It's All Up to the Voters | NBC Connecticut

It's All Up to the Voters



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    The election season is coming to a close as voters head to the polls.

    With the clock ticking, candidates on both sides of the aisle made last ditch efforts Monday night to rally support at the polls.  Many spent hours traveling around the state to shake hands and reiterate their platforms.

    At the Italian Political Independent Club in Berlin Monday night, Dan Malloy, the Democratic candidate for Governor, joined others in his party in garnering votes.

    "It's a very small number of votes that will decide who the next governor is. At least that's the way it looks. I think we're going to win. I think we've put this thing together; we've had a great three days," said Malloy.

    His opponent, Republican candidate Tom Foley, also made the rounds by greeting voters at a luncheon in Burlington. The latest polls show Foley with a slight lead over Malloy.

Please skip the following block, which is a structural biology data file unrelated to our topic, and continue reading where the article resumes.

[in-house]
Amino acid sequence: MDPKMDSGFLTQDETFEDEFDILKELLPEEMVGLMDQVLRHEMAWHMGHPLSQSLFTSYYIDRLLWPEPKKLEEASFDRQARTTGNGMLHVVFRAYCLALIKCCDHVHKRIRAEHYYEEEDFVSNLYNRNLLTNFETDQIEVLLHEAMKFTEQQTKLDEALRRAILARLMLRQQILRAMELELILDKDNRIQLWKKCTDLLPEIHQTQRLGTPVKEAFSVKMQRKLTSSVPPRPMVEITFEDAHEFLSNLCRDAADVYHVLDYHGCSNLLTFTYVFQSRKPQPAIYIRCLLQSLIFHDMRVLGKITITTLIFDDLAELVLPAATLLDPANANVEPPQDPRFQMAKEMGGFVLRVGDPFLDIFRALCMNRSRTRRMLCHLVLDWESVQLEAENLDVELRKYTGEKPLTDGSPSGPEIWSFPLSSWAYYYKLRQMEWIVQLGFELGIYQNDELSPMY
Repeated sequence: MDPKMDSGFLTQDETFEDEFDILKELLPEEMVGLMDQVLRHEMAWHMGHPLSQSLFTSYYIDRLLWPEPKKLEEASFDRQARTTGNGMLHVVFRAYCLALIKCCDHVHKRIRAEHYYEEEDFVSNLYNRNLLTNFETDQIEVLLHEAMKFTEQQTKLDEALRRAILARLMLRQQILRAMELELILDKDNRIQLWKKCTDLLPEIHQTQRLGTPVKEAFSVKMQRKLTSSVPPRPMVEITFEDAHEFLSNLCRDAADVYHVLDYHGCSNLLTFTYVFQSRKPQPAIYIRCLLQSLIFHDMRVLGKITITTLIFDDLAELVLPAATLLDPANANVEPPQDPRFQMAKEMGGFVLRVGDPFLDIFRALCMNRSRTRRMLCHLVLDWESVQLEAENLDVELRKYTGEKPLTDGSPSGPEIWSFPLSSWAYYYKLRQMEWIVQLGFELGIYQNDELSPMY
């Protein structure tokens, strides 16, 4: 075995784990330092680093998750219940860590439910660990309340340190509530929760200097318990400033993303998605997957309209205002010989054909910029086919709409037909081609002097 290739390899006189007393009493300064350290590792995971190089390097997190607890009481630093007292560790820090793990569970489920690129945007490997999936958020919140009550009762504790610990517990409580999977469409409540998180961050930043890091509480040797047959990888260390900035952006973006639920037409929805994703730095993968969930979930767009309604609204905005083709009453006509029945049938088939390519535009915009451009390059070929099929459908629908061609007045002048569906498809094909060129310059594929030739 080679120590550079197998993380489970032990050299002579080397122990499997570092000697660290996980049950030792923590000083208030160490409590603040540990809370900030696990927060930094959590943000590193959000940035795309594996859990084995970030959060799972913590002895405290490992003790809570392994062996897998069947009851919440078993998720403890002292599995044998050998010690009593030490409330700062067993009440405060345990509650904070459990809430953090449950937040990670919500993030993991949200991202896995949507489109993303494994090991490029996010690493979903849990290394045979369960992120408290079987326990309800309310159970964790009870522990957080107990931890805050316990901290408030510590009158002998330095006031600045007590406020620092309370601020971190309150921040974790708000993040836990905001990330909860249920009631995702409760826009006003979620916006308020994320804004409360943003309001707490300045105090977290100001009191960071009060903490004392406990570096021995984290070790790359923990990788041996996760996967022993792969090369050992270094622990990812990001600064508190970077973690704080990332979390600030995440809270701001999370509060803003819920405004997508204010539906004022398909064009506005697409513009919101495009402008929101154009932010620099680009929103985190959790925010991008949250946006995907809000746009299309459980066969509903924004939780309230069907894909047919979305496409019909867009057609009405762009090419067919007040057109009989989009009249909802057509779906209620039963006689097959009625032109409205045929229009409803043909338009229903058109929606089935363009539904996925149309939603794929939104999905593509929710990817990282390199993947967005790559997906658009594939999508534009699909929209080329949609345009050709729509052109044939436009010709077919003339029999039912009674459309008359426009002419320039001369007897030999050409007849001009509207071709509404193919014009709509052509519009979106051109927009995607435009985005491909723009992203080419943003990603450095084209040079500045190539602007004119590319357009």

"Slight lead, but we're always acting like we're down in this race, so we're taking things very seriously, and we're going to be working till 8 p.m.," said Foley.

    In Guilford, Republican Senate candidate Linda McMahon told voters to plan for an upset. The latest Quinnipiac poll shows McMahon down nine points.  Blumenthal has a projected 53 percent of the vote; McMahon has 44 percent. But McMahon says she's already succeeded as the underdog and will again.

    "Our internal poll showed us we're just about within two points, and I really think momentum is with us. The wind's at my back; my foot on the accelerator; I'm out littin up," said McMahon.

    However, Democratic candidate Richard Blumenthal is racing ahead with the same amount of speed. He, too, was out telling voters why he should be Connecticut's next Senator.

    "I'm going to leave the polls to the pundits.  I'm working, like I always do, like I'm ten points behind.  I've put tremendous energy out there, and I feel a lot of excitement," said Blumenthal.

    Ultimately, it will be up to the Connecticut voters to decide who they want to represent the state.